In the ponds there were a pair of Little Egrets as well as the standard Magpie Goose, Eurasian Coot, Purple Swamphen and Dusky Moorhen. I walked around the Egret Breeding ponds and looked for some raptors but all I could see was possibly a Swamp Harrier flying low through the trees. There were a few ducks like the Pacific Black Duck, Hardhead, Grey Teal and Masked Shoveler. Also on the water were Australasian Grebes, Little Black Cormorant, Little Pied Cormorant and Black Swan.

White-cheeked Honeyeater
White-cheeked Honeyeater (Phylidonyris nigra)

There were quite a lot of Australian White Ibis (Threskiornis molucca) and some were all huddled up together. I do not know what they were doing, maybe making nests or breeding or something. Some of them also had pink patches at the back of their heads. Hmm, maybe they were not making nests, it is a bit early yet in July. I have no idea.

male Superb Fairy-wren
male Superb Fairy-wren (Malurus cyaneus)

Hunter Wetlands Centre Bird List 04/07/09

Eastern Spinebill
White-cheeked Honeyeater
Superb Fairy-wren
Little Egret
Magpie-Lark
Eurasian Coot
Magpie Goose
Pacific Black Duck
Black Swan
Masked Lapwing
Hardhead
Australasian Shoveler
Grey Teal
Australasian Grebe
Little Black Cormorant
Australian White Ibis
Black-faced Cuckoo-shrike
Crested Pigeon

May 30, 2009

Hunter Wetlands Centre 090530

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Bird Photography at Hunter Wetlands Centre, 30th May, 2009.

This afternoon I went to the Hunter Wetlands Centre at Shortland. The weather has been horrible all week and today has been my first chance to get out to photograph some birds. There was not many birds around and it rained a couple of times while I was out and about. There were the usual waterbirds such as Magpie Goose, Eurasian Coot, Purple swamphen, Dusky Moorhen, and Australasian Grebes.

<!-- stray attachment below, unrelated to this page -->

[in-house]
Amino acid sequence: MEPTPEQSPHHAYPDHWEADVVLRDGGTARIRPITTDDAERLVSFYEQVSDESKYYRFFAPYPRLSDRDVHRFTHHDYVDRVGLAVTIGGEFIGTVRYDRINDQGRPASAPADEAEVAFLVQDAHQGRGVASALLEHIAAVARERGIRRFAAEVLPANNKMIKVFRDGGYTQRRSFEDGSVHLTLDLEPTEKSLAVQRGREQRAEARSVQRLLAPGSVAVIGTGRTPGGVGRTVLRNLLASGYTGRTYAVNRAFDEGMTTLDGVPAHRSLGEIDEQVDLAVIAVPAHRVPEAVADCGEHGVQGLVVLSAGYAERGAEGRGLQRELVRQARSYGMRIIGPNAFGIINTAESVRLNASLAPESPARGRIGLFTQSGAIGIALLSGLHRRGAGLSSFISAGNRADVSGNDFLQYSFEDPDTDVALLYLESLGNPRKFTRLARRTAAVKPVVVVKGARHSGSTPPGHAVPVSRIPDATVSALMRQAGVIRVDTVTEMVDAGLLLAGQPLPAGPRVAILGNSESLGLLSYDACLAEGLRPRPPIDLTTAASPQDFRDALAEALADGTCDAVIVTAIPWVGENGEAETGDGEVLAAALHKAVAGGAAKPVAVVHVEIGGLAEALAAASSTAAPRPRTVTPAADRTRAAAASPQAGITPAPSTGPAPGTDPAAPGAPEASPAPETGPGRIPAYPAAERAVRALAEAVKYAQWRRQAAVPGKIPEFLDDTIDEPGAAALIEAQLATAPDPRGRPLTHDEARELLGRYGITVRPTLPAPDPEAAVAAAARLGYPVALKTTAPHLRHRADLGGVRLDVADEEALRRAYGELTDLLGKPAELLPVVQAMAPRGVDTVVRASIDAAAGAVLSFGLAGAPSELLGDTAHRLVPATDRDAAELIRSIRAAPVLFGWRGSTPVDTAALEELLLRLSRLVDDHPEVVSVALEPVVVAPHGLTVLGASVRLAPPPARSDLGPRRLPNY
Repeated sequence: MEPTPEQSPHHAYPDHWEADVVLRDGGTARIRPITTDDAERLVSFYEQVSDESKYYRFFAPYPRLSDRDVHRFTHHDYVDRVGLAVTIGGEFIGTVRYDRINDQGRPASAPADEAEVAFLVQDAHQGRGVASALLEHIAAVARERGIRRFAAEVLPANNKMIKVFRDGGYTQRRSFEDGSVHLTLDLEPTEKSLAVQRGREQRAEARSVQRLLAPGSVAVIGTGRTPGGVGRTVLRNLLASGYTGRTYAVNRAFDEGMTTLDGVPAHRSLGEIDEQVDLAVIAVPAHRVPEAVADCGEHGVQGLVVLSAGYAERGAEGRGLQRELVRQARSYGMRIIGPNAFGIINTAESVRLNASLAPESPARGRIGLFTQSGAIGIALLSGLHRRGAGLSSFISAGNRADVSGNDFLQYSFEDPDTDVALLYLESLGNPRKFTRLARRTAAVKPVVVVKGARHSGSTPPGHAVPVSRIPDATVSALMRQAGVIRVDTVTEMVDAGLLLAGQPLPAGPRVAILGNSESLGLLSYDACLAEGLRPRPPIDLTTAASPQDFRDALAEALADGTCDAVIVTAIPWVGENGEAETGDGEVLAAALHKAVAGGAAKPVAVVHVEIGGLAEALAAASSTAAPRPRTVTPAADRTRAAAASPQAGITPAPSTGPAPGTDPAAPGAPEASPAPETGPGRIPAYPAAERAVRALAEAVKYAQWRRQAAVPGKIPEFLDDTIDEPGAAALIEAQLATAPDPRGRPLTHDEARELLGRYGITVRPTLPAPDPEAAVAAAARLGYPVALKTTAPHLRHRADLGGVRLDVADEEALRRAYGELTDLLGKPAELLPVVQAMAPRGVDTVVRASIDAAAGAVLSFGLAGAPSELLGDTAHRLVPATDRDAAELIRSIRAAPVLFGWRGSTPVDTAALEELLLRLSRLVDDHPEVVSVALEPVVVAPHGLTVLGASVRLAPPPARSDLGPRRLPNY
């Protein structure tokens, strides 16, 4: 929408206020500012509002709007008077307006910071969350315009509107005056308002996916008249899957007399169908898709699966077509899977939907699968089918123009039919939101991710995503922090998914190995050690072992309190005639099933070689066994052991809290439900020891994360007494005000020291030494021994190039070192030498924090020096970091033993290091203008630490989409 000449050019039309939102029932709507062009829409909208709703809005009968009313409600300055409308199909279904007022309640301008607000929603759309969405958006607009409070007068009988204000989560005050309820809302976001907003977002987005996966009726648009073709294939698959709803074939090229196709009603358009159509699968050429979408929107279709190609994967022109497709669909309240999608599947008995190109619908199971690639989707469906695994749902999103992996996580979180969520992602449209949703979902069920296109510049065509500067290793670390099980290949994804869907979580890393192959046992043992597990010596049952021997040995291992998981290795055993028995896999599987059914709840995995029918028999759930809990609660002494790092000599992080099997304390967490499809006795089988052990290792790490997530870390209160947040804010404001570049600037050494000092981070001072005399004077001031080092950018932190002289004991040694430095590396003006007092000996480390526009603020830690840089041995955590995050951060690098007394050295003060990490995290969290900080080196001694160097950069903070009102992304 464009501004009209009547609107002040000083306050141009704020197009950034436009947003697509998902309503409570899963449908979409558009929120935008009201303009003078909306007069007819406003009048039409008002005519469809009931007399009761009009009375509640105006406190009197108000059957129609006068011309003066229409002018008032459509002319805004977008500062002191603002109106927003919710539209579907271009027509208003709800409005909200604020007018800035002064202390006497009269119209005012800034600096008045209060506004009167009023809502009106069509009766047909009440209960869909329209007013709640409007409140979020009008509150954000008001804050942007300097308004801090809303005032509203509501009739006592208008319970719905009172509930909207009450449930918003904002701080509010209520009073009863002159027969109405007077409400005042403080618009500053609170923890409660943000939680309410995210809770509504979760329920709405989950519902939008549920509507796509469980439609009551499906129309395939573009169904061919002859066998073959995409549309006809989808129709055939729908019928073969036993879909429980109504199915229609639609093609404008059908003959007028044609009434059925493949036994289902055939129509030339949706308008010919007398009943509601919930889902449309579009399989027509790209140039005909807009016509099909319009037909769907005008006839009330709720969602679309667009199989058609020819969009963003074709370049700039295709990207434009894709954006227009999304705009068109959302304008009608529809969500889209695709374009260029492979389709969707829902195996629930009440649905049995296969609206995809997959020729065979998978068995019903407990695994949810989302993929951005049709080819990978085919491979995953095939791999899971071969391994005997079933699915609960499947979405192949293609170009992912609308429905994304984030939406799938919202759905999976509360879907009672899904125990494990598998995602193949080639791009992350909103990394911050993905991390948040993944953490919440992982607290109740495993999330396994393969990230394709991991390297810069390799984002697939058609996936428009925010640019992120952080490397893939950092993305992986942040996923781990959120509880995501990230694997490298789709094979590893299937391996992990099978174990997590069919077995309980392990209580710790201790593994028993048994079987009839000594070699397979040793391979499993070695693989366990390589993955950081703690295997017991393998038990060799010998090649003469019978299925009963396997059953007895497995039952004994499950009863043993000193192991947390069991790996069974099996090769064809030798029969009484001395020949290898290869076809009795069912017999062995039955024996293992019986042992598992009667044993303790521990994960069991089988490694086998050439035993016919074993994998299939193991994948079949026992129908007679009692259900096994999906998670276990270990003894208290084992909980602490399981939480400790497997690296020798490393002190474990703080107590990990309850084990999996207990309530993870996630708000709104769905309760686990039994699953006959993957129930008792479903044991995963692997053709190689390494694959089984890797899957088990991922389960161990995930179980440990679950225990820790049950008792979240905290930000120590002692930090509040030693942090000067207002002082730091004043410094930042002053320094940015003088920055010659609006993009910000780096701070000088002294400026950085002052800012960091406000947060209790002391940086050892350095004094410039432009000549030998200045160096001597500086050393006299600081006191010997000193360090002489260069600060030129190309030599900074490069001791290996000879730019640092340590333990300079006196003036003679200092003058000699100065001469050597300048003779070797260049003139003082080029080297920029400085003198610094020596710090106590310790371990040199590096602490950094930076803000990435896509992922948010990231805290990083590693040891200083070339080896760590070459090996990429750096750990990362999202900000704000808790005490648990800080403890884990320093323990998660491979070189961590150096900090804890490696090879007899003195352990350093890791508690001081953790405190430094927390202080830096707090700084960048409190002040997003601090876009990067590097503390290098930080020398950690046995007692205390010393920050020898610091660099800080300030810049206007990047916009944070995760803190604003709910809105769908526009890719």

The good old reliable Whistling Kites were circling about looking for something to gobble down.

Whistling Kite

Whistling Kite(Haliastur sphenurus)

There was a pair of Whistling Kites sitting on dead trees at the south western end of the egret breeding pond. Here is one of them.

Whistling Kite

There was also a scraggly looking Common myna sitting on one of the trees. These birds are considered a pest in Australia and are not very well liked.

Common Myna
Common Myna(Acridotheres tristis)

I thought I saw a Brahminy Kite through the trees but I could not tell for sure and it did not come back. I have been wanting a good photograph of one of them for ages. One day, my Brahminy Kite will come. I ended my outing with a nice long black coffee at the cafe.

Bird Species List, 30/5/09

Dusky Moorhen
Australasian Grebe
Australian Pelican
Whistling Kite
Noisy Miner
Black-faced Cuckoo-shrike
Little Wattlebird
Red Wattlebird
Noisy Friarbird
Swamp Harrier
Common Myna
Australian White Ibis
Magpie Goose
Eurasian Coot
Purple Swamphen

May 20, 2009

Hunter Wetlands Centre Bird Photography 090520

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Hunter Wetlands Centre = Raptor Heaven.

Once again the Hunter Wetlands Centre comes good with a lovely display of raptors today(20th May, 2009). There must have been more than half a dozen raptors there today. Three or four Whistling Kites, a pair of Swamp Harriers and a magnificent White-bellied Sea-eagle. The Hunter Wetlands Centre is at Shortland in Newcastle and you can be guaranteed at least a Whistling Kite or two every time you go there. Here is one sitting on a tree.

Whistling Kite
Whistling Kite(Haliastur sphenurus)

The Whistling Kites were flying really low today over the swamps and even hiding out in the trees, perching on some very low trees. Maybe it was because there was a pretty strong wind blowing. This one has his frontal feathers flying in the wind.